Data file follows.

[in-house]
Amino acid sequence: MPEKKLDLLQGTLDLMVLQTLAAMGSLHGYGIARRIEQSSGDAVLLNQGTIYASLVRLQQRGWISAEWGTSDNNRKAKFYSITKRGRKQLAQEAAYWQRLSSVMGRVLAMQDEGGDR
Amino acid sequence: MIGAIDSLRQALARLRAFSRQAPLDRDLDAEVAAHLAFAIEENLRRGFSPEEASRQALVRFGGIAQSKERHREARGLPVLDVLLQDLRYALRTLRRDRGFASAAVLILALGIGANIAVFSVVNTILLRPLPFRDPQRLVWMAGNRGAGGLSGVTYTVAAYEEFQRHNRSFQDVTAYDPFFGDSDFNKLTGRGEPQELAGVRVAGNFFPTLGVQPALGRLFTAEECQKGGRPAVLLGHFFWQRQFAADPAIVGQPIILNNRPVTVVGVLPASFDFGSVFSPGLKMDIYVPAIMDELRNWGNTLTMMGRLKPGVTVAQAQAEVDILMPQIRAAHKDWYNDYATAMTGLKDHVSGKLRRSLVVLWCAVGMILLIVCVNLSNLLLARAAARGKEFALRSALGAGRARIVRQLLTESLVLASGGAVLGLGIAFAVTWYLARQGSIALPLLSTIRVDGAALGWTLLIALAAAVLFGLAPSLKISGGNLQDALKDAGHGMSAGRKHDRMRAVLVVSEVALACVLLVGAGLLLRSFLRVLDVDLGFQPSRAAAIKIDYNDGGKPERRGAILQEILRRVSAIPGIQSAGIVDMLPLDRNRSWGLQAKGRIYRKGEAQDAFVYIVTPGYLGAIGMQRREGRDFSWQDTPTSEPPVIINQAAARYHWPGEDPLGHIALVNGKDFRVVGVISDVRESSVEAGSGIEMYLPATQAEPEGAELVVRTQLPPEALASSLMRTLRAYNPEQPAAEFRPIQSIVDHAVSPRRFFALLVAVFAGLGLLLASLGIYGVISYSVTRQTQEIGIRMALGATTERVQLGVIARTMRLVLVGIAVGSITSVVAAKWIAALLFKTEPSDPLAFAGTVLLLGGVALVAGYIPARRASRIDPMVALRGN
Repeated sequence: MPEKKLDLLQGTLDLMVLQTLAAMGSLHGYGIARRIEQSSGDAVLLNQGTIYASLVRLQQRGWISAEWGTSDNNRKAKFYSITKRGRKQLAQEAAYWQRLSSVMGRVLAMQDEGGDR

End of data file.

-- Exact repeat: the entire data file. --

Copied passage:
[in-house]
Amino acid sequence: MPEKKLDLLQGTLDLMVLQTLAAMGSLHGYGIARRIEQSSGDAVLLNQGTIYASLVRLQQRGWISAEWGTSDNNRKAKFYSITKRGRKQLAQEAAYWQRLSSVMGRVLAMQDEGGDR
Amino acid sequence: MIGAIDSLRQALARLRAFSRQAPLDRDLDAEVAAHLAFAIEENLRRGFSPEEASRQALVRFGGIAQSKERHREARGLPVLDVLLQDLRYALRTLRRDRGFASAAVLILALGIGANIAVFSVVNTILLRPLPFRDPQRLVWMAGNRGAGGLSGVTYTVAAYEEFQRHNRSFQDVTAYDPFFGDSDFNKLTGRGEPQELAGVRVAGNFFPTLGVQPALGRLFTAEECQKGGRPAVLLGHFFWQRQFAADPAIVGQPIILNNRPVTVVGVLPASFDFGSVFSPGLKMDIYVPAIMDELRNWGNTLTMMGRLKPGVTVAQAQAEVDILMPQIRAAHKDWYNDYATAMTGLKDHVSGKLRRSLVVLWCAVGMILLIVCVNLSNLLLARAAARGKEFALRSALGAGRARIVRQLLTESLVLASGGAVLGLGIAFAVTWYLARQGSIALPLLSTIRVDGAALGWTLLIALAAAVLFGLAPSLKISGGNLQDALKDAGHGMSAGRKHDRMRAVLVVSEVALACVLLVGAGLLLRSFLRVLDVDLGFQPSRAAAIKIDYNDGGKPERRGAILQEILRRVSAIPGIQSAGIVDMLPLDRNRSWGLQAKGRIYRKGEAQDAFVYIVTPGYLGAIGMQRREGRDFSWQDTPTSEPPVIINQAAARYHWPGEDPLGHIALVNGKDFRVVGVISDVRESSVEAGSGIEMYLPATQAEPEGAELVVRTQLPPEALASSLMRTLRAYNPEQPAAEFRPIQSIVDHAVSPRRFFALLVAVFAGLGLLLASLGIYGVISYSVTRQTQEIGIRMALGATTERVQLGVIARTMRLVLVGIAVGSITSVVAAKWIAALLFKTEPSDPLAFAGTVLLLGGVALVAGYIPARRASRIDPMVALRGN
Repeated sequence: MPEKKLDLLQGTLDLMVLQTLAAMGSLHGYGIARRIEQSSGDAVLLNQGTIYASLVRLQQRGWISAEWGTSDNNRKAKFYSITKRGRKQLAQEAAYWQRLSSVMGRVLAMQDEGGDR